The Covid-19 outbreak in Iran first surfaced on Wednesday, when authorities said it claimed the lives of two elderly people in Qom, a Shiite holy city south of the capital.
They were the first confirmed deaths from the virus in the Middle East. Iran reported two more deaths on Friday.
"We have 10 new confirmed cases of Covid-19," Iran's health ministry spokesman Kianoush Jahanpour told state television on Saturday.
"One of the new cases has unfortunately passed away," he added, noting that eight of them had been hospitalised in Qom and two in Tehran, without specifying where the death occurred.
The latest cases take to 28 the total number of confirmed infections in Iran.
Based on official figures, nearly 18 per cent of those infected with the new coronavirus in Iran have died, compared with little more than three per cent in China.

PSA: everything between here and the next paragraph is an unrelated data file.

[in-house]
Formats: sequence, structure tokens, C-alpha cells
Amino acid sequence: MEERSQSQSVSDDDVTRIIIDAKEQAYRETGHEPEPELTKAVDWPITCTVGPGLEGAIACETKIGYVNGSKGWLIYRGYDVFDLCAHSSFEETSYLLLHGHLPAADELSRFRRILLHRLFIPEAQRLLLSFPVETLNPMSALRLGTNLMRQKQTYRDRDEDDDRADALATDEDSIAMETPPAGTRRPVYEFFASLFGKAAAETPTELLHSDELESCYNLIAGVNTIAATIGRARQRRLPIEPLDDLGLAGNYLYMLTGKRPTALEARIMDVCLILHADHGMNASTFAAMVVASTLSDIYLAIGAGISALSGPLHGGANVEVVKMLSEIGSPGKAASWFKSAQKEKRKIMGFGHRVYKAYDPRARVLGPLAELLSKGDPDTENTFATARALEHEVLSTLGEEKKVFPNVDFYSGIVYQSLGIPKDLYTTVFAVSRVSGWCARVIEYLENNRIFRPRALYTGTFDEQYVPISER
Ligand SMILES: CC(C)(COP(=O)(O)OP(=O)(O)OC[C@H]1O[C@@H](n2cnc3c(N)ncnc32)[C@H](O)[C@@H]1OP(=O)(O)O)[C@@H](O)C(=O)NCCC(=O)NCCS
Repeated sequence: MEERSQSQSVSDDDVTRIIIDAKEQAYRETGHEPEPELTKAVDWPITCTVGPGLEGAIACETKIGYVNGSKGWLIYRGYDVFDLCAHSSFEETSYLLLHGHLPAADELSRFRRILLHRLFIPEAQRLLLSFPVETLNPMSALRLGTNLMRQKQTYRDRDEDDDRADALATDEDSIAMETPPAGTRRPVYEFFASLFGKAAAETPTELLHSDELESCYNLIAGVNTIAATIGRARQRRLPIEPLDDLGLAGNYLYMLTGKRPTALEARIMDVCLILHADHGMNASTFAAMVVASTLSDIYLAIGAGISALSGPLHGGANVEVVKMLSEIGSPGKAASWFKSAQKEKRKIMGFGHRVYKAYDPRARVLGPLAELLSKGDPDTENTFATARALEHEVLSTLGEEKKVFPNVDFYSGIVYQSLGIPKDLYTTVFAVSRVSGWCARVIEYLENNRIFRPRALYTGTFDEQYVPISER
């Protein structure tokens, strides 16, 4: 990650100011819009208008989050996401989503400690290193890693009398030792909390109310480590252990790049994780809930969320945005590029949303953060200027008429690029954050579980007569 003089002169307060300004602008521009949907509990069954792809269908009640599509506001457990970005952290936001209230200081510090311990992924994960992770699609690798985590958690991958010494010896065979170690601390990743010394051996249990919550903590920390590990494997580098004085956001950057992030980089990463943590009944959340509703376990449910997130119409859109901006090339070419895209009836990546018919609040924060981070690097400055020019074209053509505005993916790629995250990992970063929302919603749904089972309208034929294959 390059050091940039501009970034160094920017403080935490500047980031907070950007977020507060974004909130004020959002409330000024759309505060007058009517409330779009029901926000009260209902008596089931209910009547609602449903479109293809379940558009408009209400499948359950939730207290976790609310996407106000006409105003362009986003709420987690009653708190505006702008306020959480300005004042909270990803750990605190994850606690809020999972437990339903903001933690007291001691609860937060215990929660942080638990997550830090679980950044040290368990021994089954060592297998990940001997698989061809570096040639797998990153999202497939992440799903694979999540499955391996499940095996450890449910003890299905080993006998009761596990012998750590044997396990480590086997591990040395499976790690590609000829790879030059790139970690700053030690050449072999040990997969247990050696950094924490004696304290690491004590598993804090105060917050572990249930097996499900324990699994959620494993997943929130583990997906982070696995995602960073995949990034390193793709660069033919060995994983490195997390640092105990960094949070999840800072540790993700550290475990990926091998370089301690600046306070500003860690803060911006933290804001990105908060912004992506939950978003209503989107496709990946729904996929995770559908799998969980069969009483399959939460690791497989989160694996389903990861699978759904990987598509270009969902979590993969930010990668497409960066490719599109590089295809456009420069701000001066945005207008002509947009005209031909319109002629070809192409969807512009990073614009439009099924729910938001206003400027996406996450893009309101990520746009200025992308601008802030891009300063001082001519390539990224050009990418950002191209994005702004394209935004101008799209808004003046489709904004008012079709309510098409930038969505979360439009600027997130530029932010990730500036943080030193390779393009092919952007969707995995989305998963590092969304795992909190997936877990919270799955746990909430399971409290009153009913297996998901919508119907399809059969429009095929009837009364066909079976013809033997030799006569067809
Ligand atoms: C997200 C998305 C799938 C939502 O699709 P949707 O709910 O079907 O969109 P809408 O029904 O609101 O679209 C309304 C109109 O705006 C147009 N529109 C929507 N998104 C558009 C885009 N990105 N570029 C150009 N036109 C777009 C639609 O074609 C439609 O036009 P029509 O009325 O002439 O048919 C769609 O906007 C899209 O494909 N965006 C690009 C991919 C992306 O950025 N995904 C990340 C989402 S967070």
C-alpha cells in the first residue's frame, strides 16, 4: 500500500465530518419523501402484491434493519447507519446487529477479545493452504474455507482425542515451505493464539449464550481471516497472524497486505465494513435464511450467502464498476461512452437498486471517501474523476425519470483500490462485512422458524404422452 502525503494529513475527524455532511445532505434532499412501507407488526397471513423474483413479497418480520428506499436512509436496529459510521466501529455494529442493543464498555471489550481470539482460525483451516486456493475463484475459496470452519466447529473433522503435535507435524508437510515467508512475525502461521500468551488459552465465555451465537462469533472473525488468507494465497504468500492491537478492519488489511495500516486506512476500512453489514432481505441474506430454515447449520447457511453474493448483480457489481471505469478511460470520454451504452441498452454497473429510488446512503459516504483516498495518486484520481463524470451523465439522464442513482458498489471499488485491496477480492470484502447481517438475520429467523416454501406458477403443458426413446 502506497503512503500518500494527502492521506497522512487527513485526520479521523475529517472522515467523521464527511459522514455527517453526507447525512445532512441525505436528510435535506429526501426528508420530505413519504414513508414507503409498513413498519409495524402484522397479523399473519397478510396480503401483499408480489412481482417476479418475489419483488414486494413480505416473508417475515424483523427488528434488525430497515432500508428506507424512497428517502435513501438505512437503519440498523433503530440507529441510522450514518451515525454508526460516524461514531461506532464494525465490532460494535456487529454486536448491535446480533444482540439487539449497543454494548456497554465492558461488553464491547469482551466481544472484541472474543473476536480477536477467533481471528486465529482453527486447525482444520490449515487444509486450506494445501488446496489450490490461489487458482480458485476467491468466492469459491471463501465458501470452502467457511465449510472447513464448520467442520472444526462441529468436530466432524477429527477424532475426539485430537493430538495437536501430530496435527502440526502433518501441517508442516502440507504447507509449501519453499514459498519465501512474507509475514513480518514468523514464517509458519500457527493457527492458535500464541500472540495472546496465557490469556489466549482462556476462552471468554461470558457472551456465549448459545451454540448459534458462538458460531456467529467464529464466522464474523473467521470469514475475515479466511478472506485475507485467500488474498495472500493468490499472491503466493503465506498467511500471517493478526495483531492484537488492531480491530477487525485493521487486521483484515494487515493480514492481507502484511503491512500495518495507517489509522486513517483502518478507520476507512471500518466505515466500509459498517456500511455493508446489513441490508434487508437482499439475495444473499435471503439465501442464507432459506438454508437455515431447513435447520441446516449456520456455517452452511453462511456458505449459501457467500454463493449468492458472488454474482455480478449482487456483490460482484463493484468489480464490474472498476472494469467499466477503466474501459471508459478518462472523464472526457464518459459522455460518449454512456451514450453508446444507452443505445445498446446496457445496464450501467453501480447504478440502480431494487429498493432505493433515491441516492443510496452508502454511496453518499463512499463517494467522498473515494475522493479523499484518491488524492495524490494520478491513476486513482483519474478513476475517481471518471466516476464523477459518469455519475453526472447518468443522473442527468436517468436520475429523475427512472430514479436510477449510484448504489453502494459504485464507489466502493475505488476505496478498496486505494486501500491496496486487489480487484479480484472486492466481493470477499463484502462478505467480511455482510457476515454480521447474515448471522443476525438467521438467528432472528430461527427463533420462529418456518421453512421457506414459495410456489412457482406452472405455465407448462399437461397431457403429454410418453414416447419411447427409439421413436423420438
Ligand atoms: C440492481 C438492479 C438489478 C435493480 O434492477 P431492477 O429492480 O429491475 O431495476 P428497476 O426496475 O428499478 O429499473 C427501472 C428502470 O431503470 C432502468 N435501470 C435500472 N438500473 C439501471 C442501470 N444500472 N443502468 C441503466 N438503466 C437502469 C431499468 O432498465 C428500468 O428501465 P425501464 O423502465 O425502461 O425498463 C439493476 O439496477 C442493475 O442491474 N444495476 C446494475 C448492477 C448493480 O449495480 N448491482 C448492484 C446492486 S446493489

As a "preventive measure", authorities ordered the closure of schools, universities and other educational centres in 14 provinces across the country from Sunday, state television reported.
They include Qom, Markazi, Gilan, Ardabil, Kermanshah, Qazvin, Zanjan, Mazandaran, Golestan, Hamedan, Alborz, Semnan, Kurdistan and the capital, Tehran.
The government also announced that "all art and cinema events in halls across the country have been cancelled until the end of the week" in order to stop infections.
"We are on the front lines, we need help," head of Qom's medical sciences university said on state TV.
"If I can say one thing, it is help Qom," said Mohammadreza Ghadir.
The World Health Organisation has expressed concern over the speed at which Covid-19 has spread in Iran, as well as it being exported from the Islamic republic to other countries including Lebanon.
"The concern is … that we have seen an increase in cases, a very rapid increase in a matter of a few days," said Sylvie Briand, director of the WHO's global infectious hazard preparedness department.
"We are just wondering about also the potential of more exported cases in the coming days," she added.
The Iranian outbreak emerged in the lead-up to a parliamentary election on Friday.